The entire interaction was less than 5 minutes, but I know the ripple effect will go far. As this lady was getting into her car she was explaining what she learned to her companion. I could hear the excitement in her voice.  You know the sound.  You could almost picture her going home and telling a family member about this new device that she saw and how much help it would be for so and so. 

The ugly tape, the funky tan lines, the weird looks.. it is all worth it because one lady now knows more.

Thursday, June 6, 2013

UGH!! One of those days.

Yesterday was horrid.  Absolutely horrid.  I (re)learned a valuable lesson, or two, but it was still a horrid day.

Let me explain. 

Tuesday evening I was by myself.  I love those times.  I have the opportunity to pop in the ear buds and sing off key with no one rolling their eyes at me.  My daughter was at work and my husband was at his second job.  It was me time.  So you know what I did?  I cleaned.  Scrubbed litter boxes (four cats can be messy), kitchen floor, bathroom floor, and rugs.  Yup.. I'm a party animal.

I think I might have over done it outside.  It is so much easier to hose down the box with the garden hose, than to finagle it in the bathtub.  It had cooled off a little from earlier in the day.  I think it was down to 94f or 95f, so I wasn't too worried.  It gets a lot hotter than that so I didn't think anything of it.

I didn't run low while scrubbing.  In fact I did really well.  I popped a couple peanut butter cups between doing the kitchen and bathroom, and all was good.  Bedtime came and I test and was a bit higher than where I wanted to be.. around 150ish, so I corrected and was sound asleep by 12:45am.  I woke up about 5am extremely thirsty.  Daryl (my CGM) was saying I was in the upper 200's.. ok.. closer to 300.  So I check with Charlie (my meter) and he said 396.  WHAT THE CRAP?!?!  I was not happy, but was also super tired.  So I corrected and went back to sleep.  My alarm goes off at 6am and I check Daryl.  I was mid 200's and dropping.  Whew.  Ok.. Time to make the coffee and breakfast.

Breakfast was normal.. two eggs over medium, piece of homemade toast, and a cup of coffee.. not necessarily in that order.  I bolused.  I ate.  I did dishes.  I hopped in the car to go to work.  Here is well it all fell apart.  I KNOW I should have extra supplies and insulin at work, but I don't.. well I didn't (that's fixed now).  I got to work and checked Daryl again...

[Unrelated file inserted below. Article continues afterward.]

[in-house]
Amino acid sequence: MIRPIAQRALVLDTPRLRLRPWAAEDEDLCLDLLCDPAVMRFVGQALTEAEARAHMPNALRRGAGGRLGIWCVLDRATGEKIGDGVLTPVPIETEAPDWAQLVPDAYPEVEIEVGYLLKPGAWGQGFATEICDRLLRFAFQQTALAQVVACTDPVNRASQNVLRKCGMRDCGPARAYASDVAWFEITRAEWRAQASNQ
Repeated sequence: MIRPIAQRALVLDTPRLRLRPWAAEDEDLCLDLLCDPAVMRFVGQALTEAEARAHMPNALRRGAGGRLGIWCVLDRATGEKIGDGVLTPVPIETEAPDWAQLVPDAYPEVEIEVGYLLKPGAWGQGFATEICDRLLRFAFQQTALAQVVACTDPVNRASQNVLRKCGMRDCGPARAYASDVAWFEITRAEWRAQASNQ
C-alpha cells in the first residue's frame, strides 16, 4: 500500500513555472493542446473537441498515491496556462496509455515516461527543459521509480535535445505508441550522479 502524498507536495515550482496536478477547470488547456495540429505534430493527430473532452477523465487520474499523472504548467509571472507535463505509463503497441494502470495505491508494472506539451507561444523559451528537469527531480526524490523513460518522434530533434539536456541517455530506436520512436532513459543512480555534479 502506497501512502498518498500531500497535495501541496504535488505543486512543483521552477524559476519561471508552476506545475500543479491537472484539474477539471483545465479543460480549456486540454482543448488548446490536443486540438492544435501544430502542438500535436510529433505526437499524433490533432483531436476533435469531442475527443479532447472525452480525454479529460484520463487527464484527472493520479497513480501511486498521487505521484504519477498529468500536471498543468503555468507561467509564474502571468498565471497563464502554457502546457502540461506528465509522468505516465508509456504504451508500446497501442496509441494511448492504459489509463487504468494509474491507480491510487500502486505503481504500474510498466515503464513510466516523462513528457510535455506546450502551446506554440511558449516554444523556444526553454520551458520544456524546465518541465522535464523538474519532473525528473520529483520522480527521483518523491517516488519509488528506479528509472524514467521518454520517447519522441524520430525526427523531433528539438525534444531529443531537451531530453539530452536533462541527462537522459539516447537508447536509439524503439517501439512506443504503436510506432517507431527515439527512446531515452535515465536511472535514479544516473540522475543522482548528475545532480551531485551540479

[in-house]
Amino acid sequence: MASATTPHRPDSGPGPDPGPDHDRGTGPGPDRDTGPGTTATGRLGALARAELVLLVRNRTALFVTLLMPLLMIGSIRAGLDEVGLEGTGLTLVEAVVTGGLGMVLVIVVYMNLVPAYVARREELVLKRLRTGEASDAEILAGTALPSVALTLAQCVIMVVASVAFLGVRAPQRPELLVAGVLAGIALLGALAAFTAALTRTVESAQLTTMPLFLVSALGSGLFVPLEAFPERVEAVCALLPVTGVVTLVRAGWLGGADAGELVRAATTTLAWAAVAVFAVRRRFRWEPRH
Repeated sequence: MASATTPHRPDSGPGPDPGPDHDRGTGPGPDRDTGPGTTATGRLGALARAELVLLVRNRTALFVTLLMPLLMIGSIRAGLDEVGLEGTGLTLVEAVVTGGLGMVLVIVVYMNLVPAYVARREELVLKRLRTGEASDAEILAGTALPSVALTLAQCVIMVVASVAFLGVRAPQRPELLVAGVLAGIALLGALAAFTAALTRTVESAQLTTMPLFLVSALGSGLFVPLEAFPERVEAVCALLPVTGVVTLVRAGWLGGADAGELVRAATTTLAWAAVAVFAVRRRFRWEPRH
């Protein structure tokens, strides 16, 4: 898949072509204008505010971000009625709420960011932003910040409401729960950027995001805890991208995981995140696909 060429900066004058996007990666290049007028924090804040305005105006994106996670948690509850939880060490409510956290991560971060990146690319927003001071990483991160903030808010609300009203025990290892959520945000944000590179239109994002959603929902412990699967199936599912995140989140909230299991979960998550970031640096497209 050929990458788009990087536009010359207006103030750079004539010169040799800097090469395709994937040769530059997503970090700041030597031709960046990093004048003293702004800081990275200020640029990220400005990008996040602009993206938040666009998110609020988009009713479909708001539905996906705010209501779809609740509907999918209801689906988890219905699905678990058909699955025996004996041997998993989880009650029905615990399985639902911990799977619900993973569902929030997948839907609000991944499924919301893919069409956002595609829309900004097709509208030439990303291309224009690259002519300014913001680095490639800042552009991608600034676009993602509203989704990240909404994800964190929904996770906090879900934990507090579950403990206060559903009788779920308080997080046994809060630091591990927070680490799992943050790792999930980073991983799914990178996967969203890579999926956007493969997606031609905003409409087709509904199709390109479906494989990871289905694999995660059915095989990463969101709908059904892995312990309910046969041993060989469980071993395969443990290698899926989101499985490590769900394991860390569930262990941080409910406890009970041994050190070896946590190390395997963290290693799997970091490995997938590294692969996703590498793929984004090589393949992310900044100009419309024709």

It was not looking pretty.  We were having a birthday celebration for the CEO in the morning.  No treat for me today.  Afterwards, I corrected.. and went for a mile and a half walk.  It was 10:30 and it was already warming up outside.  When I got back...

Whew again.. Ok.. I can do this!  I waited, and waited.. and ended up around 216 with southeast arrow.  I was really hungry by now... it was coming up on 1pm and my sandwich was calling my  name!  I skipped most of my lunch and just had the sandwich. 

It was half a chicken sandwich with lettuce on homemade bread.  It was good.  I was feeling good.  Two hours later....

UGH!!  Logically the insulin wasn't working and I should have just changed it all out.  I only had 8 units left by this point.  Problem was, I didn't have any insulin or infusion sets with me.  I would have gone home.. but I was the only one in my department, everyone else had appointments they had to go to.  I only had an hour and half left so I stuck it out. 

I felt miserable when I did get home.. and GRUMPY!!  Oh man was I grumpy.. just ask my daughter.. poor thing got the brunt of it.  I did a complete change; new site, new cartridge, even new insulin vial.  A couple hours later, I was coming down, and saw my first lower than 200 all day.  It was a relief.  In fact, at bedtime I was 106 (I missed that picture.. I was tired).  I couldn't have asked for better.

So, what were my lessons of the day?  Lesson 1: Keep supplies at work, you never know when insulin will go yucky on you.  I now have three complete change out sets and an unopened vial of insulin in the fridge.  Lesson 2:  Heat is not a friend to your insulin.  Wouldn't it be nice if the insulin changed colors when it went bad?  Think how nice that would be.  It could change to fushia if overheated or frosty blue if it got too cold.  Hmmm....

Wednesday, June 5, 2013